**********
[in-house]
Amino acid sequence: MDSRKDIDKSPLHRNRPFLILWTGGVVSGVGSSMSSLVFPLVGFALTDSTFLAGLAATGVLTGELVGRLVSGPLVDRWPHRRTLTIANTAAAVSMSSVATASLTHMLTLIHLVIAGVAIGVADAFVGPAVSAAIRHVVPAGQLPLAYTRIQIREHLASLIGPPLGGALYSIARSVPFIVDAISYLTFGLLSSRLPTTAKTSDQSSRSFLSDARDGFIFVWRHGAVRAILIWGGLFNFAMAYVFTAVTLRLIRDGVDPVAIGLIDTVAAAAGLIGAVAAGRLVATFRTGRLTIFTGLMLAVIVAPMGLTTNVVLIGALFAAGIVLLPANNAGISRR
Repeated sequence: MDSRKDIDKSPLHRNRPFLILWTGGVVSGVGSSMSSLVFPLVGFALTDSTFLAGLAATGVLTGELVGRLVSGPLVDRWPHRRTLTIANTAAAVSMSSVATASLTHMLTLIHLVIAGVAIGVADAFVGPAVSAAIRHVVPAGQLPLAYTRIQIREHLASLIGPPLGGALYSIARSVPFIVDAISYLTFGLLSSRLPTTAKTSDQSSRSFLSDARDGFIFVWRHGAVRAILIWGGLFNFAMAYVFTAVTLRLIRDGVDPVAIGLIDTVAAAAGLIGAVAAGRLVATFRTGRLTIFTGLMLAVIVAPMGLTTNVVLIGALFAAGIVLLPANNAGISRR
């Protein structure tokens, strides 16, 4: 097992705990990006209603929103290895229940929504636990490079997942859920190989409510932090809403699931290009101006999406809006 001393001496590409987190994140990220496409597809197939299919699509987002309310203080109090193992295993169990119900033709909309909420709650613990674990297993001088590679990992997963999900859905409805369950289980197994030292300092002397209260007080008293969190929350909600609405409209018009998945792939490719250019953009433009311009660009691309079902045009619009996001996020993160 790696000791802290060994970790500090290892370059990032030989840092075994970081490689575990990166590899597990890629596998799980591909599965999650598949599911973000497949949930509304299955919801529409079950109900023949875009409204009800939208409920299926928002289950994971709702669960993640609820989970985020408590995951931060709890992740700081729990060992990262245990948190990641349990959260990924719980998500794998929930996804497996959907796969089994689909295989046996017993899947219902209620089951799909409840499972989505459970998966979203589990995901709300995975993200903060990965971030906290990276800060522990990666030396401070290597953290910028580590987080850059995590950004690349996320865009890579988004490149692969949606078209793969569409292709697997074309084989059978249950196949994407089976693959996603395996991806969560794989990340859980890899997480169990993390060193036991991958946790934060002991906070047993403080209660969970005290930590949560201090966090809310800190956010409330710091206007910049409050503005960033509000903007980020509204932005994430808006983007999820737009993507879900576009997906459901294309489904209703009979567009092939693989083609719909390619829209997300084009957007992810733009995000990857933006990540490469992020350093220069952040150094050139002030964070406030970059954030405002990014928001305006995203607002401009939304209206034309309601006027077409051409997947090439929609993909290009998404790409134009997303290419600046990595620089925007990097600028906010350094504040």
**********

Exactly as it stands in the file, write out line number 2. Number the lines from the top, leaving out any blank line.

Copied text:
Amino acid sequence: MDSRKDIDKSPLHRNRPFLILWTGGVVSGVGSSMSSLVFPLVGFALTDSTFLAGLAATGVLTGELVGRLVSGPLVDRWPHRRTLTIANTAAAVSMSSVATASLTHMLTLIHLVIAGVAIGVADAFVGPAVSAAIRHVVPAGQLPLAYTRIQIREHLASLIGPPLGGALYSIARSVPFIVDAISYLTFGLLSSRLPTTAKTSDQSSRSFLSDARDGFIFVWRHGAVRAILIWGGLFNFAMAYVFTAVTLRLIRDGVDPVAIGLIDTVAAAAGLIGAVAAGRLVATFRTGRLTIFTGLMLAVIVAPMGLTTNVVLIGALFAAGIVLLPANNAGISRR